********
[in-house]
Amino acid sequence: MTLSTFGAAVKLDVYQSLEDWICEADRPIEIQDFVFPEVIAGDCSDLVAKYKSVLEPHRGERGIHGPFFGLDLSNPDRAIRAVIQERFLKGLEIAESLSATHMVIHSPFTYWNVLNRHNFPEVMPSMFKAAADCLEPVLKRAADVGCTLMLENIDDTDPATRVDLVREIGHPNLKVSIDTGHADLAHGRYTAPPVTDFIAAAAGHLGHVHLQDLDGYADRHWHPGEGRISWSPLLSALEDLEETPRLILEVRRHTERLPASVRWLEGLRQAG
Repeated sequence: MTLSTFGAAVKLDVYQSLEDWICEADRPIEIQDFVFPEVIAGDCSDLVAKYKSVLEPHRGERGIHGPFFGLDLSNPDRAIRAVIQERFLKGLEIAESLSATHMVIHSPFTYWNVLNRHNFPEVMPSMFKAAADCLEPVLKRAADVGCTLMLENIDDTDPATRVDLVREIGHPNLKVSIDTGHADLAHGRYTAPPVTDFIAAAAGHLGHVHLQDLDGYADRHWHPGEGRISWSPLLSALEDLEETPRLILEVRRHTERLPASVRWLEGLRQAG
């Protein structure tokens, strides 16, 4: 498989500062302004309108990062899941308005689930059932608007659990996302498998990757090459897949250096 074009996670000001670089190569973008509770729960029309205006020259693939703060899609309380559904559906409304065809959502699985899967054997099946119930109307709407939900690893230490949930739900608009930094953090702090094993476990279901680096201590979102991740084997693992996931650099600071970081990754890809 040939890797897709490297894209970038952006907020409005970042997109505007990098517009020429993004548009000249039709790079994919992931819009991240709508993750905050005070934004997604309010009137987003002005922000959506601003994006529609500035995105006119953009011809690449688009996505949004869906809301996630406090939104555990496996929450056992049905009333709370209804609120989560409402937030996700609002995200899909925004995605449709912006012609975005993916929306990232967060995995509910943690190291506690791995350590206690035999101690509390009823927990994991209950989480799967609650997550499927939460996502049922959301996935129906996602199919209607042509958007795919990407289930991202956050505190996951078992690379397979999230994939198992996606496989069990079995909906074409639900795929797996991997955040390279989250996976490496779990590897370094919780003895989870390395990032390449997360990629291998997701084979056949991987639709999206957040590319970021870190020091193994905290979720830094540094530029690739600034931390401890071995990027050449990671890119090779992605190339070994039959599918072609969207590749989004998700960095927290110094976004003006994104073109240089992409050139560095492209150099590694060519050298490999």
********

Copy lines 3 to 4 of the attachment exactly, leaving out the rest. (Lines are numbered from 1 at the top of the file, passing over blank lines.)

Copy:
Repeated sequence: MTLSTFGAAVKLDVYQSLEDWICEADRPIEIQDFVFPEVIAGDCSDLVAKYKSVLEPHRGERGIHGPFFGLDLSNPDRAIRAVIQERFLKGLEIAESLSATHMVIHSPFTYWNVLNRHNFPEVMPSMFKAAADCLEPVLKRAADVGCTLMLENIDDTDPATRVDLVREIGHPNLKVSIDTGHADLAHGRYTAPPVTDFIAAAAGHLGHVHLQDLDGYADRHWHPGEGRISWSPLLSALEDLEETPRLILEVRRHTERLPASVRWLEGLRQAG
């Protein structure tokens, strides 16, 4: 498989500062302004309108990062899941308005689930059932608007659990996302498998990757090459897949250096 074009996670000001670089190569973008509770729960029309205006020259693939703060899609309380559904559906409304065809959502699985899967054997099946119930109307709407939900690893230490949930739900608009930094953090702090094993476990279901680096201590979102991740084997693992996931650099600071970081990754890809 040939890797897709490297894209970038952006907020409005970042997109505007990098517009020429993004548009000249039709790079994919992931819009991240709508993750905050005070934004997604309010009137987003002005922000959506601003994006529609500035995105006119953009011809690449688009996505949004869906809301996630406090939104555990496996929450056992049905009333709370209804609120989560409402937030996700609002995200899909925004995605449709912006012609975005993916929306990232967060995995509910943690190291506690791995350590206690035999101690509390009823927990994991209950989480799967609650997550499927939460996502049922959301996935129906996602199919209607042509958007795919990407289930991202956050505190996951078992690379397979999230994939198992996606496989069990079995909906074409639900795929797996991997955040390279989250996976490496779990590897370094919780003895989870390395990032390449997360990629291998997701084979056949991987639709999206957040590319970021870190020091193994905290979720830094540094530029690739600034931390401890071995990027050449990671890119090779992605190339070994039959599918072609969207590749989004998700960095927290110094976004003006994104073109240089992409050139560095492209150099590694060519050298490999």